In our first two installments we ran some price comparisons of iPBX appliances,
based on our ficticious 50-person office. We looked at Pingtel’s SIPxchange
ECS, RockBochs’ Phonebochs, Asterisk Business Edition, and Switchvox. Our last
candidate is Fonality’s PBXtra. But first, I must correct a rather major omission:
Some of these charge annual per-user license and/or support fees, which ups
the cost considerably. They have be included in any price comparison, so we’re
going to hop back in time and do some calculations.
Support Redux and Per-User Licenses
The base appliance starts at $1,259.50. This includes Digium’s Silver Support,
which means you get unlimited email support and software updates for the first
year. Renewals are $299 per year. When your business depends on your phone system,
you may not want to dink around with e-mail support. Gold support adds $220 to
the purchase price, and buys five phone support incidents limited to weekday business
hours. Platinum adds $660 to the purchase price, and you get 15 phone support
incidents 24x7x365. Both Gold and Platinum include next-business-day replacement
and discounts on training. Gold renewals cost $499, and Platinum renewals are
There are no per-user licenses.
The base appliance is $1,595. It is advertised to support up to 20 users, hence
it doesn’t meet our 50-person office model. So let’s look at the Switchvox SMB
series. It appears we have to go up to the AA300, which claims to support up to
150 users, and up to 45 concurrent calls. The base unit costs $4,195, and that’s
just the beginning. That price is for VoIP only, no T1/E1, no FXS/FXO. Per-extension
Silver subscriptions are $55 each for the first year, and then renewals are $11
each. Not only that, Switchvox charges for virtual
extensions as well. At least these are support subscriptions, but that’s still
expensive for something you may never use—plus you’re buying multiple subscriptions
for single users who have multi-line phones and virtual extensions.
SIPxchange ECS SE
The base unit costs $2,945 and includes one year of support for 35 users. Our
50 users costs an additional $600. Support is tiered, so you get Web-based support,
e-mail, or phone support based on the severity of your issue. As I noted last
week, SIPxchange offers a bewildering menu of support and extended warranty options,
so shop carefully.
Unlike all of the others in this series, PBXtra employs a hybrid-hosted model that combines customer premise equipment with hosted services. Configuration and management, remote access, call data reporting, and software updates are managed at Fonality’s data center. This relieves you of hassling with getting SIP through firewalls and going crazy managing access for remote users and branch offices. Voicemails and other data stay on your premises. Call data is copied to the remote management server for report generation and archiving. If you don’t want your CDRs living off-site you have the option to disable archiving.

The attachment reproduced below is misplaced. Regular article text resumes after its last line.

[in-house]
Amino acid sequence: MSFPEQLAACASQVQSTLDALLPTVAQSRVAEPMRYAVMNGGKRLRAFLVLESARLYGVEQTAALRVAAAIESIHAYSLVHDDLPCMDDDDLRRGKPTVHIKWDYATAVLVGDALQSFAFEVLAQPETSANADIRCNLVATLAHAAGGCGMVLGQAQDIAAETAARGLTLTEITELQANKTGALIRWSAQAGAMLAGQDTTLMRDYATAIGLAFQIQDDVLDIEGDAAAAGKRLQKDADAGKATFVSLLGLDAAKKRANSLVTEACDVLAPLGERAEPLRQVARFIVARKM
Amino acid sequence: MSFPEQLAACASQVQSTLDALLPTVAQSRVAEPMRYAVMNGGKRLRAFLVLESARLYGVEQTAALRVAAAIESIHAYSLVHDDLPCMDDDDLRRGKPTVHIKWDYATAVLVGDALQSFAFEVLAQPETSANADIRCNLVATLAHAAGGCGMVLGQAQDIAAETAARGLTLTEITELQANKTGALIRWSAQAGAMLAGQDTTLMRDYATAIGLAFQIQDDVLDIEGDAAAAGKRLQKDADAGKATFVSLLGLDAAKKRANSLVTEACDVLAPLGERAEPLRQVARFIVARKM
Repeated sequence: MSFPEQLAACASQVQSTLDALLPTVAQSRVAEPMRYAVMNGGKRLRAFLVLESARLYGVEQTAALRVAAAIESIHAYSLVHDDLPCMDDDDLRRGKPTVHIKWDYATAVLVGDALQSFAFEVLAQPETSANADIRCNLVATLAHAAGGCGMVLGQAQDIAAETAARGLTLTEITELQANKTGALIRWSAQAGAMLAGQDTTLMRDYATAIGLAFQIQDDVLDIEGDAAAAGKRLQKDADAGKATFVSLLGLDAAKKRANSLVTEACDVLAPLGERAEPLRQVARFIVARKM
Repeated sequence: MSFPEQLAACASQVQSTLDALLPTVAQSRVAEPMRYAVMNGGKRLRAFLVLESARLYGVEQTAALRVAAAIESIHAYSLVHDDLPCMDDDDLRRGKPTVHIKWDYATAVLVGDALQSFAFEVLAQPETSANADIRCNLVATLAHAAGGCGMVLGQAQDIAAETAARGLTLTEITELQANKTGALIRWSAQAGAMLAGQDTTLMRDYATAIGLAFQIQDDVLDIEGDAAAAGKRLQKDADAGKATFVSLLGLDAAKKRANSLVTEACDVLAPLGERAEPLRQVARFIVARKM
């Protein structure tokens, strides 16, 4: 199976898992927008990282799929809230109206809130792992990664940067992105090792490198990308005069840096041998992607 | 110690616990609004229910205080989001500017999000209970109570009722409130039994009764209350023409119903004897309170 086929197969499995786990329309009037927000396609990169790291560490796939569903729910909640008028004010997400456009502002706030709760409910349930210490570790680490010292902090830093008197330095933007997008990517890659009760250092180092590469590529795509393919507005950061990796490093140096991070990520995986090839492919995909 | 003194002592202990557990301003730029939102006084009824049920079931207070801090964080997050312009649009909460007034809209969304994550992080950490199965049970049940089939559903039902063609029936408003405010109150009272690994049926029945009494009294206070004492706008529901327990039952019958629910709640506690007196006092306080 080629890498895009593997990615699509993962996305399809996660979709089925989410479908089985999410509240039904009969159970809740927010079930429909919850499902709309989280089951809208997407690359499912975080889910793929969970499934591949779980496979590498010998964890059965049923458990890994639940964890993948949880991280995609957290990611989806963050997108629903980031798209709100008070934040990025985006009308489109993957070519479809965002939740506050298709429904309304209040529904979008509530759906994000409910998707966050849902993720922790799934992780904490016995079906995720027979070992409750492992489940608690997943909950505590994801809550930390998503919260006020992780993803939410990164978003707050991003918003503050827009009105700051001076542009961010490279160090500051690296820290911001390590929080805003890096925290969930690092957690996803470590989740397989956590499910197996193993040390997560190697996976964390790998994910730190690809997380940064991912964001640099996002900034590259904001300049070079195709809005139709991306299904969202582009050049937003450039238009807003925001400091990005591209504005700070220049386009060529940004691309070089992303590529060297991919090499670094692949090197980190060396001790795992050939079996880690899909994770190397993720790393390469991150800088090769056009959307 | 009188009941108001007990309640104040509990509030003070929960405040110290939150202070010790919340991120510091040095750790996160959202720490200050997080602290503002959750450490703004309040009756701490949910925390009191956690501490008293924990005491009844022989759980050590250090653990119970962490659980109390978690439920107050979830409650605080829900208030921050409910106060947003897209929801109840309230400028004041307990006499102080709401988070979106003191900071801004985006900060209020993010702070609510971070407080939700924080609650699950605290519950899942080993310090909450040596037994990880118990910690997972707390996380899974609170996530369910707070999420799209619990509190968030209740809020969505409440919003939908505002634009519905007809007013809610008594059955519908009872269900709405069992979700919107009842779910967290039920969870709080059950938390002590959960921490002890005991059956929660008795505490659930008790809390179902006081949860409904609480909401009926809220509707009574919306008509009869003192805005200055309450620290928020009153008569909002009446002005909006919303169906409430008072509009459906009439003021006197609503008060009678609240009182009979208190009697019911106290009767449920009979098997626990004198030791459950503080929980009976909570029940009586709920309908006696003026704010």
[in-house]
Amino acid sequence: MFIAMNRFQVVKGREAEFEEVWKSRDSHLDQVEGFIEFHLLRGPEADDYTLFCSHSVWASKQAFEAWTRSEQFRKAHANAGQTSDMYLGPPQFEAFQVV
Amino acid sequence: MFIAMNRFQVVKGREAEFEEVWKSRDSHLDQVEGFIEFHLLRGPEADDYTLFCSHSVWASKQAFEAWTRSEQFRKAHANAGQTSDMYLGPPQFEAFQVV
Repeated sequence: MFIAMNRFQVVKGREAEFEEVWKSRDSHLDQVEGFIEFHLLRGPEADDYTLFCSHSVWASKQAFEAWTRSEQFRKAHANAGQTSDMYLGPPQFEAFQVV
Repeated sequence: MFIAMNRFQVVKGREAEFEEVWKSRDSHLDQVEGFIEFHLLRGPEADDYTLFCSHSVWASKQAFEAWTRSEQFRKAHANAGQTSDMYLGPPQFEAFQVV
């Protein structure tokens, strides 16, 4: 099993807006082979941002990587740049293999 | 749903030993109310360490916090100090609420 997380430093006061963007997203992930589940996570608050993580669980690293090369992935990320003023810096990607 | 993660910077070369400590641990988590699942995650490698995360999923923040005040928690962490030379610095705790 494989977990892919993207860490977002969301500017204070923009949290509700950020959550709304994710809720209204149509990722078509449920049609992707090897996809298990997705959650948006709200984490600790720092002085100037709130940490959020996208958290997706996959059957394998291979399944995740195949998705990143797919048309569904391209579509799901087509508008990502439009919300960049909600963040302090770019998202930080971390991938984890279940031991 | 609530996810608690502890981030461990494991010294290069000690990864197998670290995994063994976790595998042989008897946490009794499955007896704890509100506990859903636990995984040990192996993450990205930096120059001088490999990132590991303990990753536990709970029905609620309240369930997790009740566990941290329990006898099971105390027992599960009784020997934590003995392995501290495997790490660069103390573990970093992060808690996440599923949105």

The lowest-end PBXtra appliance comes with the free Fonality Minitower, which is a pretty wimpy machine for an iPBX. The next step up the ladder is a Dell minitower for an additional $699; this is a much stouter machine and it comes with a 1-year next-day on-site warranty.
The Dell minitower comes with:
- Dual 80GB SATA hard drives
- Software RAID
- 512MB RAM
- Pentium Dual Core 1.6GHz CPU
- Single power supply
- Three PCI slots
- Two hours of installation support
PBXtra comes in three editions: Standard @$995, Professional @$1,995, and Call
Center @$2,995. This
matrix compares the three. Then there’s HUD (“Heads-Up-Display,”
Fonality’s graphical management interface.) You definitely want at least HUD personal
to get a great user interface; this is free. HUD Team is $995, and HUD Agent (for
call centers) is $1995. This
table compares the three.
You could go super-cheap and purchase the Standard edition with the free Fonality
server for $995 and install the free version of HUD. There are no additional
per-user licenses, and you can throw as many extensions on the server as you
like—until it keels over.
FXS/FXO or T1/E1 interfaces are extra.
If you want support and software updates, that is priced on a sliding scale
that charges less per user for as the number of users increases. Technical support
is tiered, with critical problems getting 24-hour phone support, and non-emergencies
getting e-mail and Web support. For our 50-person office that is $52 per phone,
annually, or $2,600. And note: That is per phone, not per extension or virtual
So let’s add it all up. I think the Professional edition of PBXtra plus HUD Pro are a great mix for most busy shops, and cheaping out on hardware costs more over the long run, so it pencils out this way:
PBXtra Professional $1,995 HUD Pro$1,995 50-user support$2,600 Dell minitower$699 total $7,289
Cisco and Avaya are the big gorillas in this space. I may do a comparison on them
sometime; for now the short story is they are significantly more expensive than
any of the vendors in this series. They dominate the market—all of the vendors
in this series lumped together own maybe a couple percentage points of the market.
Any of these smaller vendors will give you good service and save you a bundle
of money; you don’t have to pay the big gorilla tax.
VoIPowering Your Office: VoIP Appliance Power-Shopping, part 2
VoIPowering Your Office: VoIP Appliance Power-Shopping, part 1
Thank you to Chris Lyman of Fonality for his generous assistance with this article.
This article was first published on VoIPPlanet.com.